Iceland in july, midnight sun,

Enjoy Iceland inside and out in July

Outdoor lovers will definitely want to try to make it to Iceland in July. Warm weather and long days means ideal conditions for camping and hiking, all over the island. You may want to try to make the Golden Circle along the southern half of the island, including a good explore of Þingvellir National Park. Experienced drysuit divers may want to check Silfra off their bucket list. Or head out northwest to the Westfjords and Hornstrandir to check out the 100-meter Dynjandi waterfalls. If you want to mix culture and the beautiful weather, join us for a walk to enjoy the many outdoor art installations in Reykjavik.

A great tip for those who are travelling outside Reykjavik in July, and especially in a camper van: You can skip all crowds by sightseeing in the late evening and through the night. The atmosphere changes during the night, it is still bright, but it is much quieter. We highly recommend trying this at least once.

July festivals are all over Iceland

Movie lovers may recognize Siglufjörður in Northern Iceland from movies like Walter Mitty, but at the beginning of July, folk music lovers congregate at the century-old Siglufjörður Folk Music Centre for a celebration of folk music from local and international artisans. For less traditional artists, back in Reykjavik, the Fringe Festival is held around the same time as well. Their website says it best: “Our artists are a mix of local and international performers, speaking, singing and screaming in a variety of languages – or none at all.” Then in mid-July, there is the Landsmot, the National Icelandic Horse Competition. It takes place in a different part of the country every year and shows off the singular skills of our equestrians and our very unique Icelandic horses.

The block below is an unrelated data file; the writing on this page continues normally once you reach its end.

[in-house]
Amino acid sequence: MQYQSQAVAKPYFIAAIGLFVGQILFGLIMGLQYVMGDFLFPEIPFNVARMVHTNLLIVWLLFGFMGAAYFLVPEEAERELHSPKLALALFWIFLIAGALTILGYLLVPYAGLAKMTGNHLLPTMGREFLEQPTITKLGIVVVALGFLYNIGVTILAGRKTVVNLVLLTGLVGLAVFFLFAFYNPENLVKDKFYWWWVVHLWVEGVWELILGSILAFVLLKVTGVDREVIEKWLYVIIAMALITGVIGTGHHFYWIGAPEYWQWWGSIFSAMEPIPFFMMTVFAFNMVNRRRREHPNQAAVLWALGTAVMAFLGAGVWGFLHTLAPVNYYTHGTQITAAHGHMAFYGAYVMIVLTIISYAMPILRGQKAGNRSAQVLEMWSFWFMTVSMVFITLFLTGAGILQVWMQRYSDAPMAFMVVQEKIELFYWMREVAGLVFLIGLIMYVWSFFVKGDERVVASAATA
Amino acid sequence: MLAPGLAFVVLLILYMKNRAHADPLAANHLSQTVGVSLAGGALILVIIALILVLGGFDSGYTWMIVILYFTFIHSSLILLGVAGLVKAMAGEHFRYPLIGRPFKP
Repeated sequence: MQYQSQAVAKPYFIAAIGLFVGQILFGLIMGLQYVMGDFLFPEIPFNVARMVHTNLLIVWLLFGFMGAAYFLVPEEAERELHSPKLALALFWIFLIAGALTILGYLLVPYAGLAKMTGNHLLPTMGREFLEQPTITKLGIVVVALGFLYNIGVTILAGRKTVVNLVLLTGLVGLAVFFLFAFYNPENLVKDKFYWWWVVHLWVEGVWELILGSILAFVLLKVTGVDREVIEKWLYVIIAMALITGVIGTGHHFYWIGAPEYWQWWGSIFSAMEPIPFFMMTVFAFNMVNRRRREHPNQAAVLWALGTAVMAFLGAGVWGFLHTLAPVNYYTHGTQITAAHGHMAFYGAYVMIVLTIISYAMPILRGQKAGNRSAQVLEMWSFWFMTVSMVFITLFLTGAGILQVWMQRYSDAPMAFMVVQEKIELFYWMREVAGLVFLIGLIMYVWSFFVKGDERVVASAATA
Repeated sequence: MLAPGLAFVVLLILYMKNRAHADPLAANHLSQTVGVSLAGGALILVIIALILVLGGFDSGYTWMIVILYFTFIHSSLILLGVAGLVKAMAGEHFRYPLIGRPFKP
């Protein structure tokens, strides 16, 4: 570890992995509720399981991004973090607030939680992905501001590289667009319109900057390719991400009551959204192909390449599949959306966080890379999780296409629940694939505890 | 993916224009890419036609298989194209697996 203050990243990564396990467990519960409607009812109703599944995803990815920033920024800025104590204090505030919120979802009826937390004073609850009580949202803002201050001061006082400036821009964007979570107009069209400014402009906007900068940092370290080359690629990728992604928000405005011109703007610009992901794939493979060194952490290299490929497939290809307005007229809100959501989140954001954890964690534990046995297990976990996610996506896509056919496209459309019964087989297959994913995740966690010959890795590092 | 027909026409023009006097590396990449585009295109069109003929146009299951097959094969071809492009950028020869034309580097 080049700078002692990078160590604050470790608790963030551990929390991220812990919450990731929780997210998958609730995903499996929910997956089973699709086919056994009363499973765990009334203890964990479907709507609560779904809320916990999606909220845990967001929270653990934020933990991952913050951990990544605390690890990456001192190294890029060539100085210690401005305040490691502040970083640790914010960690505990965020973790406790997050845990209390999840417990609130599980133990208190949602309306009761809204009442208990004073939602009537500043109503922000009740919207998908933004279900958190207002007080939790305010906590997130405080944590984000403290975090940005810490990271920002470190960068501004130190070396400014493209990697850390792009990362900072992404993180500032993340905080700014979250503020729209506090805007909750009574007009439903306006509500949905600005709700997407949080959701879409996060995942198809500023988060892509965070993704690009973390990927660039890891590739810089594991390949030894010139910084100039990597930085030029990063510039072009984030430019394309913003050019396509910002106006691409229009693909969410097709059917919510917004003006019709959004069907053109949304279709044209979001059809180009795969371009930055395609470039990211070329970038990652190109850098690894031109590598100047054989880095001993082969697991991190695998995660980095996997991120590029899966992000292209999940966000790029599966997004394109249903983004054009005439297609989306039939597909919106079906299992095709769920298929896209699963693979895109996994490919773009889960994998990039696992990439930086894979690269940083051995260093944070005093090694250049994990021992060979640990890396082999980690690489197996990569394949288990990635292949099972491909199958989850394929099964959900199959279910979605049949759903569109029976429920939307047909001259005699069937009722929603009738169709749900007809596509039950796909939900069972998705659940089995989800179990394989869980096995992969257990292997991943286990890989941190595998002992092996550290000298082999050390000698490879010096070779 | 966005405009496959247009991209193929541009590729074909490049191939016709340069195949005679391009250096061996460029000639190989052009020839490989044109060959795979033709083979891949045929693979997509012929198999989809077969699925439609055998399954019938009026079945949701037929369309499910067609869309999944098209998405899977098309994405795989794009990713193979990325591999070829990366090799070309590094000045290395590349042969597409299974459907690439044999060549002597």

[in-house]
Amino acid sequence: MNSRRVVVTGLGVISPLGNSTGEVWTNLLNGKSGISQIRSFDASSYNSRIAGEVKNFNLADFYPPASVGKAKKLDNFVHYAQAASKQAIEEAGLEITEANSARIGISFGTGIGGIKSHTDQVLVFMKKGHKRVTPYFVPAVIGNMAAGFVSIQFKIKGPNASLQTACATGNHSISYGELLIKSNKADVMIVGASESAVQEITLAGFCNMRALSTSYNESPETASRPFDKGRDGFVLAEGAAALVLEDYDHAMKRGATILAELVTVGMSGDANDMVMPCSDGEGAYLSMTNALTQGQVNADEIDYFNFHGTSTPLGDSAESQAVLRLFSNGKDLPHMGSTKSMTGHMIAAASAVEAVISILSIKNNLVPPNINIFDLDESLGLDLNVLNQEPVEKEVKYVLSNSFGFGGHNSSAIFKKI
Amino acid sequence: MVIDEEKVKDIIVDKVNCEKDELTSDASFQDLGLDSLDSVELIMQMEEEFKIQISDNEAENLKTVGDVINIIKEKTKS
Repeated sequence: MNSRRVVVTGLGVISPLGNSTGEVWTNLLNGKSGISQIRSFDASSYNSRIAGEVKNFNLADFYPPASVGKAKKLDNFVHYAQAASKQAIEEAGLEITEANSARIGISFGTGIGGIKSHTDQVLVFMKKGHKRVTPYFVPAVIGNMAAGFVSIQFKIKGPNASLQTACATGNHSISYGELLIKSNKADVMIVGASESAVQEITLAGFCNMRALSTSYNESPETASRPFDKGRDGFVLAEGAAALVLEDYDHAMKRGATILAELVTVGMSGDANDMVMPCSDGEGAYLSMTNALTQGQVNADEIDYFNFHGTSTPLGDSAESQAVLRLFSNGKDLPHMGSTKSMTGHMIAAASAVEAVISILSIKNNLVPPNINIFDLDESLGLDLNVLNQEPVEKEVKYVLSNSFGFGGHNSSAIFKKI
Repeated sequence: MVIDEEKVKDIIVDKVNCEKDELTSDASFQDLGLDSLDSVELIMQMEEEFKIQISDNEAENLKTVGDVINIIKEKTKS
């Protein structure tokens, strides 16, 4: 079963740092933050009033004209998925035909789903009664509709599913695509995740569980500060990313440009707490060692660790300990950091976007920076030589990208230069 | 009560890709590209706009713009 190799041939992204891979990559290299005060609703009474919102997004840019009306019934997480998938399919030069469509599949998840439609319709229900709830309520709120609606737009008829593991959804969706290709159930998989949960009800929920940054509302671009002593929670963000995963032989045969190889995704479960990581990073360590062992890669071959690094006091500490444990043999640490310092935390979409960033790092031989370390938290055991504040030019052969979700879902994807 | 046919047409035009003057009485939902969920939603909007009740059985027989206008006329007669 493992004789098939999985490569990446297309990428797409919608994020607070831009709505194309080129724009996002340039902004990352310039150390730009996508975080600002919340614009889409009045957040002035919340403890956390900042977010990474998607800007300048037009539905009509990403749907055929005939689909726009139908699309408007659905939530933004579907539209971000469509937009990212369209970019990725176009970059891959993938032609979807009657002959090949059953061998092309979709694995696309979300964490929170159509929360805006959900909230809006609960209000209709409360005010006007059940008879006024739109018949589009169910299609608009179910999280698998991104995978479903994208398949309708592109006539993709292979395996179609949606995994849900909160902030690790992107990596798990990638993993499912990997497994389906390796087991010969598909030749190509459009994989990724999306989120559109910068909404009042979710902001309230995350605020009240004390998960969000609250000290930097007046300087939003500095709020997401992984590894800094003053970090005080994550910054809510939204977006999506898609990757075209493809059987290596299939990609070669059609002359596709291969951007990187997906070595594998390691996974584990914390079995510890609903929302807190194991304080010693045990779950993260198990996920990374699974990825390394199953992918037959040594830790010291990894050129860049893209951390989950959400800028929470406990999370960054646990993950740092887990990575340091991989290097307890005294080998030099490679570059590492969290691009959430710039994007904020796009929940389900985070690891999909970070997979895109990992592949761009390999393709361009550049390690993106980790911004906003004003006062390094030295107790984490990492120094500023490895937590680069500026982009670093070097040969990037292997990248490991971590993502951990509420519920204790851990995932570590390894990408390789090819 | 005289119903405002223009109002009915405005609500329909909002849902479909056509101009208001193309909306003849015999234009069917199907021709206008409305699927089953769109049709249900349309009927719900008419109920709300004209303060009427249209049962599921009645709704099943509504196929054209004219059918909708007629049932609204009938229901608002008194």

Dynjandi waterfalls in full summertime rush! – Diego Delso, CC BY-SA 4.0, via Wikimedia Commons

Summertime treats to try on your July visit to Reykjavik

With the warm weather comes the urge for a cool, sweet treat. And even if our warm weather is still a little chilly for you, you should still find your way to one of our many ice cream parlors and try Iceland style ice cream! It’s not that much different from what you think, but we have some flavors that may become your favorites! Take one of our food lovers tours and find out where the best place is for salted licorice ice cream or a frozen treat featuring our beloved rye bread. And if sweets aren’t your thing, there are plenty of places to try our famous Icelandic hot dogs!